“My per­sonal sad­ness at los­ing a fa­ther fig­ure and a friend is am­pli­fied by the out­pour­ing of grief from peo­ple around the world,” said Ram­phele.

Free­dom Front Plus leader Pi­eter Mul­der said the states­man had shown that “one per­son, at the right place, at the right time and with the right ap­proach, can make a huge dif­fer­ence”.

For­mer PAC leader Bishop Stan­ley Mo­goba said he had fond mem­o­ries of Man­dela as a fel­low pris­oner on Robben Is­land, a fel­low par­lia­men­tar­ian and, “above all”, as a fel­low Methodist and fel­low re­cip­i­ent of the World Methodist Peace Award.

“In 1994 Madiba at­tended the Methodist Con­fer­ence in Mthatha. At the time, I was the pre­sid­ing bishop of the Methodist Church.

“What has stayed with me till to­day is that in that room there were two pris­on­ers: one the head of the Methodist Church, and the other the head of the state and fa­ther of our na­tion.”

Cosatu said Man­dela’s ex­am­ple “shines more brightly than ever, and will con­tinue to in­spire and guide us for as long as we shall live.

“The best way to hon­our his mem­ory is to take for­ward the strug­gle he led, and obey the call he made dur­ing the ANC’s 50th na­tional con­fer­ence: ‘Here are the reins of the move­ment – pro­tect and guide its pre­cious legacy; de­fend its unity and in­tegrity as com­mit­ted dis­ci­ples of change; pur­sue its pop­u­lar ob­jec­tives like true rev­o­lu­tion­ar­ies who seek only to serve the na­tion’.”

Sus­pended Cosatu gen­eral sec­re­tary Vavi tweeted that he had been part of a tri­par­tite al­liance brief­ing on the mourn­ing pe­riod, and had then gone “hand in hand” with Dlamini to the Man­dela fam­ily home.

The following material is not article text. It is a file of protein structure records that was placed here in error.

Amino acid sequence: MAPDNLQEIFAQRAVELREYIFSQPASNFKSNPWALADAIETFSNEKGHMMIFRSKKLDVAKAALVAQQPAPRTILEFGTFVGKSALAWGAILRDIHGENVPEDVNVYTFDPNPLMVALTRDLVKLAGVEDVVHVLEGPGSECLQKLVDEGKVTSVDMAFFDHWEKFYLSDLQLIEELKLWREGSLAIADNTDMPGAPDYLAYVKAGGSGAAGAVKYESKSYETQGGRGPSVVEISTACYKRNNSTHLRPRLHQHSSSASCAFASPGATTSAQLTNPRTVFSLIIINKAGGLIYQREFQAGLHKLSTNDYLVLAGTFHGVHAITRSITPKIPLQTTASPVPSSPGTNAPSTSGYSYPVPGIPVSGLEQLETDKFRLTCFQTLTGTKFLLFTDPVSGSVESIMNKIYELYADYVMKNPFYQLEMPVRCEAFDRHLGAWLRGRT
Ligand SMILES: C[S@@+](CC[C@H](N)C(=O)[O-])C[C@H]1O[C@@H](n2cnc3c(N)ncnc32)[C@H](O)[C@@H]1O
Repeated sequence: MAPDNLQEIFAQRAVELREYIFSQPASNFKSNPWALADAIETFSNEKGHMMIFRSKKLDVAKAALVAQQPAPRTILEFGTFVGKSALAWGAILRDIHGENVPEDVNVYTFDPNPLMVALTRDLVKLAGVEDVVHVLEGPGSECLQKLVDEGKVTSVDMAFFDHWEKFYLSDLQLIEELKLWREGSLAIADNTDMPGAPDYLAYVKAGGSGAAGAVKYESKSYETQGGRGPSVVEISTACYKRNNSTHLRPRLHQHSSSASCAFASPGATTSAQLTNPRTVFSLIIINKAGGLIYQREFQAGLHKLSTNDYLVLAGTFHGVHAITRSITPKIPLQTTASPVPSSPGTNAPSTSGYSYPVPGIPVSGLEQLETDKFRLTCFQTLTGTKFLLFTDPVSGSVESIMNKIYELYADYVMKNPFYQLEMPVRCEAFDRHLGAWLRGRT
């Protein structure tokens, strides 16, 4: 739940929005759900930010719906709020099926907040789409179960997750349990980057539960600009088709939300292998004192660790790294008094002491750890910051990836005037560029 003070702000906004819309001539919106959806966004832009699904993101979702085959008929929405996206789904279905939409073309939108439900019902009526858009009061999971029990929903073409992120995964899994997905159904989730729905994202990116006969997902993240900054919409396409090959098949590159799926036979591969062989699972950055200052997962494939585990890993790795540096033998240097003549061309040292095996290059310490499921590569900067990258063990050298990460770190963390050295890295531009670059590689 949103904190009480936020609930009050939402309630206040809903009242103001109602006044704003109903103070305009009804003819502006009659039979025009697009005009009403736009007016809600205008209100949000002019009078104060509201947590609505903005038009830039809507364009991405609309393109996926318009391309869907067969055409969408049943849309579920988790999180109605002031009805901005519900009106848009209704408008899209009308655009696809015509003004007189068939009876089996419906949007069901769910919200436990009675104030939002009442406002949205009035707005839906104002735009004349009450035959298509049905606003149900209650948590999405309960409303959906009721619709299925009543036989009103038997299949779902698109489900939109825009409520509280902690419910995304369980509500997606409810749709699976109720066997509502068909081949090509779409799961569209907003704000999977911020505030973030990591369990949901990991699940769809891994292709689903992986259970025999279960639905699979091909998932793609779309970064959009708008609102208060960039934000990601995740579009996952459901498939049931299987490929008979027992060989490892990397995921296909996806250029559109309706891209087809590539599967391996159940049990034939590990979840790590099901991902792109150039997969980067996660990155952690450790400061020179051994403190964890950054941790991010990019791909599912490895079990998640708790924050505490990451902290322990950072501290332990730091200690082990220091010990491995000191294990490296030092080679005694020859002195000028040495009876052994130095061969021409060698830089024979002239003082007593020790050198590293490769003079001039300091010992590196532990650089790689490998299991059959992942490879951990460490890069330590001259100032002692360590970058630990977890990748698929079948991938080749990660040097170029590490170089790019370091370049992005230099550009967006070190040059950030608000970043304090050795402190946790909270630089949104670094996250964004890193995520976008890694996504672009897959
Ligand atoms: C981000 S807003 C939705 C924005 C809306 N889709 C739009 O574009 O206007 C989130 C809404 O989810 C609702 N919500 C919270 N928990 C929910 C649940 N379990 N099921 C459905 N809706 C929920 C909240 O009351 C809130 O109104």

Par­lia­ment’s lead­er­ship, Na­tional As­sem­bly Speaker Max Sisulu, chair­man of the Na­tional Coun­cil of Prov­inces Mn­inwa Mahlangu and their deputies, said a pall hung over the leg­is­la­ture and “real pain chills all who work in its precinct”.

“As the coun­try’s leg­is­la­ture, we must com­mit our­selves – the ma­jor­ity party to­gether with other par­ties rep­re­sented here – to do­ing more to­gether to bring about an eq­ui­table so­ci­ety where free­dom is truly felt in all as­pects of life by all our peo­ple,” they said.

The SA Com­mu­nist Party said his death marked “an end to the life of one of the great­est rev­o­lu­tion­ar­ies of the 20th cen­tury”.

“In Com­rade Man­dela we had a brave and courageous sol­dier, pa­triot and in­ter­na­tion­al­ist who, to bor­row from Che Gue­vara, was a true rev­o­lu­tion­ary guided by great feel­ings of love for his peo­ple, an out­stand­ing fea­ture of all gen­uine peo­ple’s rev­o­lu­tion­ar­ies.”

MEM­O­RIES: Stan­ley Mo­goba re­calls prison with Madiba

TEAR­FUL TIME: Man­go­suthu Buthelezi laments a great loss

GRIEF: Mam­phela Ram­phele on pass­ing of ‘a fa­ther fig­ure’

GRATE­FUL: He­len Zille: ‘We shall never see his like again’

LEGACY: Mo­siuoa Lekota re­flects on Madiba’s legacy

Newspapers in English

Newspapers from South Africa

© PressReader. All rights reserved.